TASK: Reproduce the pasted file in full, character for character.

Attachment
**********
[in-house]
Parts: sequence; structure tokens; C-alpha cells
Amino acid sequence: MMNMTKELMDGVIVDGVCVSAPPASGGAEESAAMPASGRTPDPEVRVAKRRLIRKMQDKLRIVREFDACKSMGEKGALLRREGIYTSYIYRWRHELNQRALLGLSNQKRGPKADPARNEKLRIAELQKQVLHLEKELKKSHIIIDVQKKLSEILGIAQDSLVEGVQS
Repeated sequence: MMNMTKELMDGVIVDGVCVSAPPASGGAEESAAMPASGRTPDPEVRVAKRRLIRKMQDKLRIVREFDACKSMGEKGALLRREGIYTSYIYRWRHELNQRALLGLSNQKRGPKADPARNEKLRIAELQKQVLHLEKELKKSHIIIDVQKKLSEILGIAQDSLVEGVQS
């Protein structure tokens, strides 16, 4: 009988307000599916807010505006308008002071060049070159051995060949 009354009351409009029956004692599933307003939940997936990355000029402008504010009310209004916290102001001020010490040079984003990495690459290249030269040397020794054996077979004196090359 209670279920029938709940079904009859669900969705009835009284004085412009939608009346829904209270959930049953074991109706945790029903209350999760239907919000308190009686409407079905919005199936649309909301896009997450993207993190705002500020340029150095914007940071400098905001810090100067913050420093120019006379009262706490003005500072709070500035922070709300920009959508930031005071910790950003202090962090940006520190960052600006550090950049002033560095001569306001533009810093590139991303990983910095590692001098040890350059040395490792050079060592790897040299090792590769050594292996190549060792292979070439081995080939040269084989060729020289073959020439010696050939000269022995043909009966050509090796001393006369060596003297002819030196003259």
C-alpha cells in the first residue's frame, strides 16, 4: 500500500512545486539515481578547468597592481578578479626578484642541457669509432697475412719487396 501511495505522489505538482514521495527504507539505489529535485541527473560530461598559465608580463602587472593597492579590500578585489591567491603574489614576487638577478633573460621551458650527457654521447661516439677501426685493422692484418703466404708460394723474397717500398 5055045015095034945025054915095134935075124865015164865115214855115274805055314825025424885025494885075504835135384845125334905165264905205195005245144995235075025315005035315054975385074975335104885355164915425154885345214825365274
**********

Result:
[in-house]
Parts: sequence; structure tokens; C-alpha cells
Amino acid sequence: MMNMTKELMDGVIVDGVCVSAPPASGGAEESAAMPASGRTPDPEVRVAKRRLIRKMQDKLRIVREFDACKSMGEKGALLRREGIYTSYIYRWRHELNQRALLGLSNQKRGPKADPARNEKLRIAELQKQVLHLEKELKKSHIIIDVQKKLSEILGIAQDSLVEGVQS
Repeated sequence: MMNMTKELMDGVIVDGVCVSAPPASGGAEESAAMPASGRTPDPEVRVAKRRLIRKMQDKLRIVREFDACKSMGEKGALLRREGIYTSYIYRWRHELNQRALLGLSNQKRGPKADPARNEKLRIAELQKQVLHLEKELKKSHIIIDVQKKLSEILGIAQDSLVEGVQS
């Protein structure tokens, strides 16, 4: 009988307000599916807010505006308008002071060049070159051995060949 009354009351409009029956004692599933307003939940997936990355000029402008504010009310209004916290102001001020010490040079984003990495690459290249030269040397020794054996077979004196090359 209670279920029938709940079904009859669900969705009835009284004085412009939608009346829904209270959930049953074991109706945790029903209350999760239907919000308190009686409407079905919005199936649309909301896009997450993207993190705002500020340029150095914007940071400098905001810090100067913050420093120019006379009262706490003005500072709070500035922070709300920009959508930031005071910790950003202090962090940006520190960052600006550090950049002033560095001569306001533009810093590139991303990983910095590692001098040890350059040395490792050079060592790897040299090792590769050594292996190549060792292979070439081995080939040269084989060729020289073959020439010696050939000269022995043909009966050509090796001393006369060596003297002819030196003259």
C-alpha cells in the first residue's frame, strides 16, 4: 500500500512545486539515481578547468597592481578578479626578484642541457669509432697475412719487396 501511495505522489505538482514521495527504507539505489529535485541527473560530461598559465608580463602587472593597492579590500578585489591567491603574489614576487638577478633573460621551458650527457654521447661516439677501426685493422692484418703466404708460394723474397717500398 5055045015095034945025054915095134935075124865015164865115214855115274805055314825025424885025494885075504835135384845125334905165264905205195005245144995235075025315005035315054975385074975335104885355164915425154885345214825365274